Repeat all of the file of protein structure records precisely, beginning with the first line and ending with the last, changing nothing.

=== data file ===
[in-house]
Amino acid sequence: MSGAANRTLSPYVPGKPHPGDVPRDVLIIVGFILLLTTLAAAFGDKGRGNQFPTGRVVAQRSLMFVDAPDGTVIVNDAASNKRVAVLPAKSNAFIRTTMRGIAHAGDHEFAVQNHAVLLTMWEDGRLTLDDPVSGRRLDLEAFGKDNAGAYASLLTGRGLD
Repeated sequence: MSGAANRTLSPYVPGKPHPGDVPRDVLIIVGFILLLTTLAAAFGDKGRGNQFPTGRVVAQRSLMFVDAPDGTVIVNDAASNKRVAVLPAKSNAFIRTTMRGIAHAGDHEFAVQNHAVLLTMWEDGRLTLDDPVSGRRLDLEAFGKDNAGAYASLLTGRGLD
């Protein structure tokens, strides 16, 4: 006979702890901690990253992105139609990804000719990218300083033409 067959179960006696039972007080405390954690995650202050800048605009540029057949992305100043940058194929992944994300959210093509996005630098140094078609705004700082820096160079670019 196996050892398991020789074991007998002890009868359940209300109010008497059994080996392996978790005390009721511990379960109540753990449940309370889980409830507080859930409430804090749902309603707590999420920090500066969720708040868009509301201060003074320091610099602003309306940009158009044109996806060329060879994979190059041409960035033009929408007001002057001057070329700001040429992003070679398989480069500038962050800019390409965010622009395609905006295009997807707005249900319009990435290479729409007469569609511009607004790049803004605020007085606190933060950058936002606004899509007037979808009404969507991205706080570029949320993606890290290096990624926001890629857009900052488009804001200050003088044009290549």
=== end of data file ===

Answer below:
[in-house]
Amino acid sequence: MSGAANRTLSPYVPGKPHPGDVPRDVLIIVGFILLLTTLAAAFGDKGRGNQFPTGRVVAQRSLMFVDAPDGTVIVNDAASNKRVAVLPAKSNAFIRTTMRGIAHAGDHEFAVQNHAVLLTMWEDGRLTLDDPVSGRRLDLEAFGKDNAGAYASLLTGRGLD
Repeated sequence: MSGAANRTLSPYVPGKPHPGDVPRDVLIIVGFILLLTTLAAAFGDKGRGNQFPTGRVVAQRSLMFVDAPDGTVIVNDAASNKRVAVLPAKSNAFIRTTMRGIAHAGDHEFAVQNHAVLLTMWEDGRLTLDDPVSGRRLDLEAFGKDNAGAYASLLTGRGLD
């Protein structure tokens, strides 16, 4: 006979702890901690990253992105139609990804000719990218300083033409 067959179960006696039972007080405390954690995650202050800048605009540029057949992305100043940058194929992944994300959210093509996005630098140094078609705004700082820096160079670019 196996050892398991020789074991007998002890009868359940209300109010008497059994080996392996978790005390009721511990379960109540753990449940309370889980409830507080859930409430804090749902309603707590999420920090500066969720708040868009509301201060003074320091610099602003309306940009158009044109996806060329060879994979190059041409960035033009929408007001002057001057070329700001040429992003070679398989480069500038962050800019390409965010622009395609905006295009997807707005249900319009990435290479729409007469569609511009607004790049803004605020007085606190933060950058936002606004899509007037979808009404969507991205706080570029949320993606890290290096990624926001890629857009900052488009804001200050003088044009290549």